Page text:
The One Page Tool Extended

These are add-ons to the original Same Page Tool:

Combat in this game is….

1) Something that happens if we screwed up; if possible, we should try to avoid combat or fight on our own terms. Things like charging into an enemy’s lair never happens.

2) Something which we can expect as part of plot-line or setting; we can improve our odds with subterfuge and trickery but if there’s a climatic battle, there’ll be one.

In the game’s plot, we are

1) The Big Damn Heroes. We’re the best people around to tackle the problem, for a variety of reasons. Calling the police? Usually, not an option.

2) Significant Protagonists. We’re capable people but there times when the problem is really someone’s else problem.

3) We’re not heroes, but we are well trained, capable professionals. Just not one-man armies

4) We are cannon fodder.

Something happens that is not covered by the rules! The best way to resolve this is

1) The GM extrapolate an existing rule to try to cover the situation, with the player’s agreement

2) The GM thinks of a simple probability, or skill check

3) The GM and the players think of ways of resolving it, while keeping to the spirit and intent of the game rules

4) find the official stance of the rule.

When we say a NPC in the game would react “logically”, it means:

1) as in the real world, and the GM won’t tell you how

2) as in the real world. and the GM will share with you

3) as in a dramatic story or narrative, and the GM won’t tell you how

4) as in a dramatic story or narrative, and the GM will share with you how

The NPC tells you he has a job for you; in this campaign, what’s the norm?

1) The NPC is likely out to get us; be paranoid, do a background check, cover every angles and always be prepared to run like hell

2) The NPC is truthful that he needs us and won’t harm us, but likely has his own angle and is not telling the whole truth – and it is bad.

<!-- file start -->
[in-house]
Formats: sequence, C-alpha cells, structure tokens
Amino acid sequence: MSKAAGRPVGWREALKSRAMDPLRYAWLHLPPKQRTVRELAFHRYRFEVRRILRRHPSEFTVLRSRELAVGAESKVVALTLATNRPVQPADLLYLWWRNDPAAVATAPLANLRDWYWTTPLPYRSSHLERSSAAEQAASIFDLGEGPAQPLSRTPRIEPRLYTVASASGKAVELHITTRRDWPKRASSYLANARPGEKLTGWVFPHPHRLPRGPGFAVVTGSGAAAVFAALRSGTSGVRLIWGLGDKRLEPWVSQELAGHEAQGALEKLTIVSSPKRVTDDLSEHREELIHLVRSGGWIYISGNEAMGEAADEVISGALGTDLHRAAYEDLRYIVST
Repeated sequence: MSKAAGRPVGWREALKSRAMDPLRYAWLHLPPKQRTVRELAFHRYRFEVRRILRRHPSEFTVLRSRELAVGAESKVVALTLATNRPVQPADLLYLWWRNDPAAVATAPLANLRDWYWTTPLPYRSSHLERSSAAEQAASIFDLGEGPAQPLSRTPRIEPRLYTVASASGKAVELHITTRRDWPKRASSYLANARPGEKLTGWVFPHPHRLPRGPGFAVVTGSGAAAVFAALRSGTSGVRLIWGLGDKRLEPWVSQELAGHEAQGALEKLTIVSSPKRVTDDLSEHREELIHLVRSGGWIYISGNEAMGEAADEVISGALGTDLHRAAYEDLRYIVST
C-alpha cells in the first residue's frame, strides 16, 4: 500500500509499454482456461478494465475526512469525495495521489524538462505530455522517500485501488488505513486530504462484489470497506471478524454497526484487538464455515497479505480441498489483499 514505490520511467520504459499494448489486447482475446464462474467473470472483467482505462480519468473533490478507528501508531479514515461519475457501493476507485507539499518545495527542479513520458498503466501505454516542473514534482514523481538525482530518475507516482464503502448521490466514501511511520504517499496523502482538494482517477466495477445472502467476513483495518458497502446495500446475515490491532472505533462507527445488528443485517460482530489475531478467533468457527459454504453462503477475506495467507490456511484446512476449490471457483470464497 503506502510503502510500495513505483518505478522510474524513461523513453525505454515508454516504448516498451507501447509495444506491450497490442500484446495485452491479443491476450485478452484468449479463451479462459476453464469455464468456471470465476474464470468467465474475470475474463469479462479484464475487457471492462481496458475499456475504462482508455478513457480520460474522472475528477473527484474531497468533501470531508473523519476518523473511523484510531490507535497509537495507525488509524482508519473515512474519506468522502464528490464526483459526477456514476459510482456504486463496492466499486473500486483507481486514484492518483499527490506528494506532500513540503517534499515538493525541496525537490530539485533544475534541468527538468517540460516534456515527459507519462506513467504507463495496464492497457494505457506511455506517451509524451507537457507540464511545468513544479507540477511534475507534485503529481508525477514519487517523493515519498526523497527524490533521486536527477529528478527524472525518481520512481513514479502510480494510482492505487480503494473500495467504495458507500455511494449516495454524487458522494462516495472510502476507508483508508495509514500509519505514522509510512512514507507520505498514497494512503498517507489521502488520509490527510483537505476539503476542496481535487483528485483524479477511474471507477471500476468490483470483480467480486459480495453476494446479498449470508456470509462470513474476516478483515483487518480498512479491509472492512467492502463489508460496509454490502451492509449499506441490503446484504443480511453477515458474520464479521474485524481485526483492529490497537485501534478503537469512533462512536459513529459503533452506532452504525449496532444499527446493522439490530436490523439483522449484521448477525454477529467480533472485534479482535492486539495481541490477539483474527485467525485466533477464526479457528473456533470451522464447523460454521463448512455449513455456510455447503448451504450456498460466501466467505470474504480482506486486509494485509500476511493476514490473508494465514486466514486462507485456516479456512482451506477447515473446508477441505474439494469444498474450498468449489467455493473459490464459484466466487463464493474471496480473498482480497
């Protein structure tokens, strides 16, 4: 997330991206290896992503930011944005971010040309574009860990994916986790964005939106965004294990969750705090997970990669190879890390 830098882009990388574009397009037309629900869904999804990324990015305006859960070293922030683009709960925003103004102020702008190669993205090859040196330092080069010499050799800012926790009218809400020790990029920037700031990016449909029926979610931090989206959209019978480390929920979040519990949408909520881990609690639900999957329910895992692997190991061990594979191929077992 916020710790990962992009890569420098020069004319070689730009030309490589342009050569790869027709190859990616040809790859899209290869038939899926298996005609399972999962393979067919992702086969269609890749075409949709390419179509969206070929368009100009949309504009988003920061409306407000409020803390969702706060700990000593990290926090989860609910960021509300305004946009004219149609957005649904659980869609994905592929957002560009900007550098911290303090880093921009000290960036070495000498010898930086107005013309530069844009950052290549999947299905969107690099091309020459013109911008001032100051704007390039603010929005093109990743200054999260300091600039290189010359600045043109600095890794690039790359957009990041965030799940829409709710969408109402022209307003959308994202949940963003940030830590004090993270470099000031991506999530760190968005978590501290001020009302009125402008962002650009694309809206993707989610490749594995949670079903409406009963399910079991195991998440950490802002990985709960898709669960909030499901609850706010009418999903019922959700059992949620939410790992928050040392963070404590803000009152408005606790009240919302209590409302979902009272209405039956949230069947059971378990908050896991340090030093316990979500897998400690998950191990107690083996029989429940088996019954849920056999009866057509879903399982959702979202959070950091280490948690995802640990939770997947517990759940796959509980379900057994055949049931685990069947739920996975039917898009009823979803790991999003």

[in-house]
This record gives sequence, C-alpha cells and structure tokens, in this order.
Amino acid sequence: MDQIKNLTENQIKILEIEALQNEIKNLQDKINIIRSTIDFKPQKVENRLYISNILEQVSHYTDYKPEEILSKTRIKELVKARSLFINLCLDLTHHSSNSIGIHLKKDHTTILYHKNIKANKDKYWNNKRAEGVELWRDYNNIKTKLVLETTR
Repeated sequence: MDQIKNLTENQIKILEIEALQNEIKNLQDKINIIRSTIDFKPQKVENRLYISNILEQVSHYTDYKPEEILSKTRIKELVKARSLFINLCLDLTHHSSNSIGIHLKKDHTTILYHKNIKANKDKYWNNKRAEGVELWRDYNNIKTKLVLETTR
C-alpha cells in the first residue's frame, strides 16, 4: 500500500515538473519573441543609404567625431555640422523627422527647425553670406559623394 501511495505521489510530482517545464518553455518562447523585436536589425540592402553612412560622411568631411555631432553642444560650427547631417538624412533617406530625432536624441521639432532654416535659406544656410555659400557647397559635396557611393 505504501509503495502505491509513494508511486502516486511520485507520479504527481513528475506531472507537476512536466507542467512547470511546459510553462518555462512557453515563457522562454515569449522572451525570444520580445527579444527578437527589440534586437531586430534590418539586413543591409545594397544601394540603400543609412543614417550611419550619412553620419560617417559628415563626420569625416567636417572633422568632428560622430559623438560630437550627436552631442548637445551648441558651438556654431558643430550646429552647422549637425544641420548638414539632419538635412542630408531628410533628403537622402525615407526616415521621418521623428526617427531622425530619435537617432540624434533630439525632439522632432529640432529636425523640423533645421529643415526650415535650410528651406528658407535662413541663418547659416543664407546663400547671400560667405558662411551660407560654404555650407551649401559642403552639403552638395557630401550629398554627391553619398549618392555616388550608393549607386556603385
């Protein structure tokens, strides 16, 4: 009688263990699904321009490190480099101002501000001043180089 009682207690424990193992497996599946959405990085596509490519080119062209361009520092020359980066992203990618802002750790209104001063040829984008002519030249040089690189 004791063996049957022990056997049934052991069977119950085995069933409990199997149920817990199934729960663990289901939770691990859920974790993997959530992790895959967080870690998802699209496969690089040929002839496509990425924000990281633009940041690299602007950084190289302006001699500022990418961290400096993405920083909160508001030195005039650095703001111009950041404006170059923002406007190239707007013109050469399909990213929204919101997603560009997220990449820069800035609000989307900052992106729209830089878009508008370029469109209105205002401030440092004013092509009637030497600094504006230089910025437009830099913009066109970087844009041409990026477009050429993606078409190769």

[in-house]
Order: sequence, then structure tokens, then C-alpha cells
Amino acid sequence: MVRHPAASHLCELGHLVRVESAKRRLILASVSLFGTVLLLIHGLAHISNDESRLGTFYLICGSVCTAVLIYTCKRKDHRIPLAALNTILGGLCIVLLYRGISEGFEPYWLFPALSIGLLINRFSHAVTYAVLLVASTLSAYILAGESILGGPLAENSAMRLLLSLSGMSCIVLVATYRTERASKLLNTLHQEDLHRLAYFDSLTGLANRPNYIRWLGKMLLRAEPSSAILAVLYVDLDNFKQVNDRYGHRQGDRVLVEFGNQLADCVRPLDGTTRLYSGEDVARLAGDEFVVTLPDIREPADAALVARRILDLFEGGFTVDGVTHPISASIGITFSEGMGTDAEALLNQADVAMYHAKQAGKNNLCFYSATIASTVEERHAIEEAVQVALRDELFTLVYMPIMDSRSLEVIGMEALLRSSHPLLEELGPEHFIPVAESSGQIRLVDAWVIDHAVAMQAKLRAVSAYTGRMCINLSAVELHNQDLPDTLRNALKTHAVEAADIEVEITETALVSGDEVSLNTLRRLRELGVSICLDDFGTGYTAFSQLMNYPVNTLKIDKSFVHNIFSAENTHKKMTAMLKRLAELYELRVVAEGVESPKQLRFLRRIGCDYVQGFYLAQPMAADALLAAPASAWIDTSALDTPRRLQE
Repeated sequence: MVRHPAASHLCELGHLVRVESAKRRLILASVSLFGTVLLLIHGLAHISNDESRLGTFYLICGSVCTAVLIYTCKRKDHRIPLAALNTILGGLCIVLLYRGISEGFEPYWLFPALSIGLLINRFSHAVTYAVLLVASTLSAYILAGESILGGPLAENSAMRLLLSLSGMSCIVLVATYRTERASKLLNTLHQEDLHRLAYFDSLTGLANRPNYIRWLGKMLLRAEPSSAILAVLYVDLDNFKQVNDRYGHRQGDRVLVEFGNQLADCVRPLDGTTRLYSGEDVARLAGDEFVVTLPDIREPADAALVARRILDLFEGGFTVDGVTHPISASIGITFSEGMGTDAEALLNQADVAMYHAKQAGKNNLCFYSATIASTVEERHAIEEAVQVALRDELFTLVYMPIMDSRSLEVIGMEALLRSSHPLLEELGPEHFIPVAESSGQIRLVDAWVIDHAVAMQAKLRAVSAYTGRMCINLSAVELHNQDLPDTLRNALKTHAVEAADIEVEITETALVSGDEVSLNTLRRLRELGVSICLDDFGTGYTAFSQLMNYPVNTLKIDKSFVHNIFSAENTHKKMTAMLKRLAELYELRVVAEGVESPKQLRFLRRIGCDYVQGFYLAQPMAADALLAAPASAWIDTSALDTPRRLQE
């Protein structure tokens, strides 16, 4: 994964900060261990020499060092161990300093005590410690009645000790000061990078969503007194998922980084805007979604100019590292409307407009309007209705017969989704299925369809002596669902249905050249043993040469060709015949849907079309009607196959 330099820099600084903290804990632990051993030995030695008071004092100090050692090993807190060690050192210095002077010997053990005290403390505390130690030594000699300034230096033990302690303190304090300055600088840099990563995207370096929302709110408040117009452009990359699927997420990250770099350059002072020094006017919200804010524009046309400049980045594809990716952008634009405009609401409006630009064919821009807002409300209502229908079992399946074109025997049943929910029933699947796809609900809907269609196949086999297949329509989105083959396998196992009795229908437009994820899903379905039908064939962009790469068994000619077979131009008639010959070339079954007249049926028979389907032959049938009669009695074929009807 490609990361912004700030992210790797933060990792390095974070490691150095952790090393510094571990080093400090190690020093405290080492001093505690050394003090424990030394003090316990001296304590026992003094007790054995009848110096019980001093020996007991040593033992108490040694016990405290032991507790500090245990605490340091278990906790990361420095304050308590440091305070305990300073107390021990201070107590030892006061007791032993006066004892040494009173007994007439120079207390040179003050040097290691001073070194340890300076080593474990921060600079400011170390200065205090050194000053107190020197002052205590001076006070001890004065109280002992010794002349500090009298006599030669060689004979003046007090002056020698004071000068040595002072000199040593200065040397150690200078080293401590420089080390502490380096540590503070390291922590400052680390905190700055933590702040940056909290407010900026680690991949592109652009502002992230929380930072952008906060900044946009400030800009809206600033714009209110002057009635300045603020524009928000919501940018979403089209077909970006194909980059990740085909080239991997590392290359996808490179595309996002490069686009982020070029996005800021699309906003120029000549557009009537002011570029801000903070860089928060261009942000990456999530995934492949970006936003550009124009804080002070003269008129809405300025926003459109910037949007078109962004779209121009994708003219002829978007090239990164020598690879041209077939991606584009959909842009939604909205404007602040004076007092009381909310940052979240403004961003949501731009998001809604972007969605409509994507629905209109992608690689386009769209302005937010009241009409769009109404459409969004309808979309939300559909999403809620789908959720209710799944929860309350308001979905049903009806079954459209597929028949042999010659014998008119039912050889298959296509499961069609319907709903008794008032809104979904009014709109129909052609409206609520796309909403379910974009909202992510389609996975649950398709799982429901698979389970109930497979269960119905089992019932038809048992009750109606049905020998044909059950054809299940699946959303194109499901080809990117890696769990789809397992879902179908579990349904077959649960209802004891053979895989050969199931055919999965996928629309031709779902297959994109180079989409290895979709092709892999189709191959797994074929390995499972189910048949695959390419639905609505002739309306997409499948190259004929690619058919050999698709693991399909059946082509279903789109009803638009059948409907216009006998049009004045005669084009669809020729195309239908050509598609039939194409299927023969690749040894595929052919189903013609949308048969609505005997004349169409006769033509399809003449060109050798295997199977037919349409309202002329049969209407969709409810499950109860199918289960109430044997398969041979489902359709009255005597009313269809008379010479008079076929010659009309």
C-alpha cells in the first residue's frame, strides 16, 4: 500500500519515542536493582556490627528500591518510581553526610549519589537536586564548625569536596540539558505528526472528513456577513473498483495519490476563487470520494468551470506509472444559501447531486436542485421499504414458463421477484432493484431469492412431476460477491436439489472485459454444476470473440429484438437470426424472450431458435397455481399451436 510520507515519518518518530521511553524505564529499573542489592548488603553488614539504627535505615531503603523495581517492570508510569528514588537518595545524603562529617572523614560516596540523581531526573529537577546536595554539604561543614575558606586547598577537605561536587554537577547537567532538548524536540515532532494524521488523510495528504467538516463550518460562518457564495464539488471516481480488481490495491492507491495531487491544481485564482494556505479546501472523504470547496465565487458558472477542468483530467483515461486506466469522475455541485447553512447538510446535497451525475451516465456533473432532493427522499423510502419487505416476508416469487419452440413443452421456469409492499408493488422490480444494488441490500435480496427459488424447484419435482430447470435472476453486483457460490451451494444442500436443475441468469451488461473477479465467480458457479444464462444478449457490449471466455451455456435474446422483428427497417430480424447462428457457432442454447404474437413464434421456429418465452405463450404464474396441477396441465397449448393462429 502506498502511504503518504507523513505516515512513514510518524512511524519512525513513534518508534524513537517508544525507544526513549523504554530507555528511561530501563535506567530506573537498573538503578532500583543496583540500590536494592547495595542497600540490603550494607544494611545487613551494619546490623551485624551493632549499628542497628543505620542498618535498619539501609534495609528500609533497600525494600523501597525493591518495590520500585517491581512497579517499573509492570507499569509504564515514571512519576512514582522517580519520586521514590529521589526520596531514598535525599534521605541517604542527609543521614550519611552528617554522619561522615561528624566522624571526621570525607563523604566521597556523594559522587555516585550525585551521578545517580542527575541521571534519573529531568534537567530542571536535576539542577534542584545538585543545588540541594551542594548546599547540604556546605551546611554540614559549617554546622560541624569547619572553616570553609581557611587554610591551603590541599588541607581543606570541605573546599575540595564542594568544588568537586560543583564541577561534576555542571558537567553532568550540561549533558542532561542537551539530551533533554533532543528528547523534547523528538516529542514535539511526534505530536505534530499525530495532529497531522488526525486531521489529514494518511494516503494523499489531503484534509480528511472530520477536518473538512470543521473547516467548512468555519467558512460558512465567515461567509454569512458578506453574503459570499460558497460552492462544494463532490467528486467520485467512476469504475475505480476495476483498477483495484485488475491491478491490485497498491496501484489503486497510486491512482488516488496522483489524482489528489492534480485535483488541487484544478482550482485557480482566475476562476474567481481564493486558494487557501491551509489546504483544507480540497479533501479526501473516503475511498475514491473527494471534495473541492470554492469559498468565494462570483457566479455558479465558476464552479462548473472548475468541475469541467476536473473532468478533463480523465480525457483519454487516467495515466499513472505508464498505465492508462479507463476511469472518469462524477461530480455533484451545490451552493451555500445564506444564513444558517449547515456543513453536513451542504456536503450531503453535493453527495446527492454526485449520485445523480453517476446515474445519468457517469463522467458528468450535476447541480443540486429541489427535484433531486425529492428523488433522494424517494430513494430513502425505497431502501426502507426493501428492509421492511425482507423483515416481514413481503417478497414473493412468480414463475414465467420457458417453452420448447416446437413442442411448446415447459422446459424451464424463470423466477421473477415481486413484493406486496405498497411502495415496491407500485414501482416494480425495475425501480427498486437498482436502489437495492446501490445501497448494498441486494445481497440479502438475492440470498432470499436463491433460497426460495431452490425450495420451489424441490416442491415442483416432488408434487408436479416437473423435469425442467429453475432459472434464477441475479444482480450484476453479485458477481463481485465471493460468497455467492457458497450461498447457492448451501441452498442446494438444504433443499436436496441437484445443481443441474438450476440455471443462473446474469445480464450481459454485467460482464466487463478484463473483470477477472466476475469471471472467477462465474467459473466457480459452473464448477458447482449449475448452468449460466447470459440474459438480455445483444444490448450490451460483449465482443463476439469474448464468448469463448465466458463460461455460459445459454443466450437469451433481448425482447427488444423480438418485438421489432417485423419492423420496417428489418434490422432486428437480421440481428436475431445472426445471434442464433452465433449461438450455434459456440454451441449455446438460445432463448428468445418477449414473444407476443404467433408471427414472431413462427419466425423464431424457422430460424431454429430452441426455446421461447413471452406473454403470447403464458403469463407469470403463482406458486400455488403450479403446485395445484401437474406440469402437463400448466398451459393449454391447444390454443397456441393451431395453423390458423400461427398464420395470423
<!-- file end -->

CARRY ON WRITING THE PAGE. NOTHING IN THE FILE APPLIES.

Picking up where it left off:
3) The NPC is truthful that he needs us, but he’s hiding something, but it’s for good. Relax a little.

4) The NPC is truthful, and he is not compromised in any way to the overall cause of the party. Stay a while and listen.

(Score each of the statement from 1 to 5, with 1 being Totally Disagree and 5 being Totally Agree) Tension and drama should come from the

1) Realism of the situation, such as resources management of water, ammo and food, as well as time. The gritty details

2) Narrative, focusing on interaction between players and NPCs

For this campaign, the rulings should model:

1) Reality – wood should be easier to break than stone, and we can come up with a formula to calculate the DC of anything

2) Approximation of Reality – wood should be easier to break than stone, so the DC for a material which hardiness is in between should have a DC between wood’s and stone’s

3) Story – the material of the door has nothing to do with it; how it affects the plot is more important

Who’s responsible for the story?

1) Solely the GM. He interprets the outcome of rules and how the story goes from there

2) The GM and the rules. Rules could determine the trend of the story (clear-cut success, success with complications)

3) The GM, and informal input of the players. Players can suggest outcomes or how the situations can unfold, but the GM is the final judge.

4) The GM, and formal input of the players authorized by the rules. There are rules for player to modify the narrative during game play. The GM can veto, but there are formal rules for such veto. (GM can still go for an informal veto – settle it outside of the rules. Just saying that there are rules for that).

When introducing new mechanics and gameplay into the rules, what’s important is

1) Realism. If it is easier/more difficult/cheaper than real life, then it should be so in game

2) Balance. The new addition should be balanced with the existing abilities/actions

3) Dramatic convention. The more useful the addition is, the more costly or limited it should be.

The One Page Tool Extended

Fate of the True Empress ExtraKun